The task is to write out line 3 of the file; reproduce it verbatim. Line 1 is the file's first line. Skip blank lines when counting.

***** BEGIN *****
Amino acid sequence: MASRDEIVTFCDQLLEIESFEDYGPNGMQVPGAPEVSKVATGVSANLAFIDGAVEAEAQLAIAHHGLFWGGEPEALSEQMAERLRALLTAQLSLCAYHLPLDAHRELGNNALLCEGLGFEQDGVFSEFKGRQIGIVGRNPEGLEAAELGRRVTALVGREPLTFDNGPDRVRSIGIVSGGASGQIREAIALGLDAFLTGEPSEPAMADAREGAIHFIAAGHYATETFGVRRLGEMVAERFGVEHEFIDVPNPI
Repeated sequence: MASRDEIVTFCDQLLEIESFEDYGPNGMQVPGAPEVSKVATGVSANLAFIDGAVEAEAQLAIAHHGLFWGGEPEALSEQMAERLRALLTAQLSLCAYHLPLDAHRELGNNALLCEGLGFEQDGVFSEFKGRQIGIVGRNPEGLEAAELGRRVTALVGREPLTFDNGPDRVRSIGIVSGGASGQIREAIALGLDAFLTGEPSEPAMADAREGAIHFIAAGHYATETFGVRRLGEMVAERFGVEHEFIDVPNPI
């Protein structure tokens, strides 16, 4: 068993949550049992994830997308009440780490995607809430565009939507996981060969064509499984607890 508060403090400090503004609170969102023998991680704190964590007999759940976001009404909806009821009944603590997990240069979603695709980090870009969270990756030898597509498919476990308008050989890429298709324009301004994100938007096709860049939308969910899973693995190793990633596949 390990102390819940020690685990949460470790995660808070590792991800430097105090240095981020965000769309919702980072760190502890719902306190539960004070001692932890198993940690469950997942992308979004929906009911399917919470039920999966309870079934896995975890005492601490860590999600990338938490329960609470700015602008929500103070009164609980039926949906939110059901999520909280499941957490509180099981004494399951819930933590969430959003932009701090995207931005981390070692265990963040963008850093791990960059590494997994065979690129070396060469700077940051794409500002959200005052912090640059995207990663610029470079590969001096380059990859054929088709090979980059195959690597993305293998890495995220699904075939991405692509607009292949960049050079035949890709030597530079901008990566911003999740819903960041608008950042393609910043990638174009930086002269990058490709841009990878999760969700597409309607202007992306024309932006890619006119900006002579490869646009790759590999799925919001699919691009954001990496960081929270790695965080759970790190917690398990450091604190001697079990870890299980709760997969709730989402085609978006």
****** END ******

């Protein structure tokens, strides 16, 4: 068993949550049992994830997308009440780490995607809430565009939507996981060969064509499984607890 508060403090400090503004609170969102023998991680704190964590007999759940976001009404909806009821009944603590997990240069979603695709980090870009969270990756030898597509498919476990308008050989890429298709324009301004994100938007096709860049939308969910899973693995190793990633596949 390990102390819940020690685990949460470790995660808070590792991800430097105090240095981020965000769309919702980072760190502890719902306190539960004070001692932890198993940690469950997942992308979004929906009911399917919470039920999966309870079934896995975890005492601490860590999600990338938490329960609470700015602008929500103070009164609980039926949906939110059901999520909280499941957490509180099981004494399951819930933590969430959003932009701090995207931005981390070692265990963040963008850093791990960059590494997994065979690129070396060469700077940051794409500002959200005052912090640059995207990663610029470079590969001096380059990859054929088709090979980059195959690597993305293998890495995220699904075939991405692509607009292949960049050079035949890709030597530079901008990566911003999740819903960041608008950042393609910043990638174009930086002269990058490709841009990878999760969700597409309607202007992306024309932006890619006119900006002579490869646009790759590999799925919001699919691009954001990496960081929270790695965080759970790190917690398990450091604190001697079990870890299980709760997969709730989402085609978006």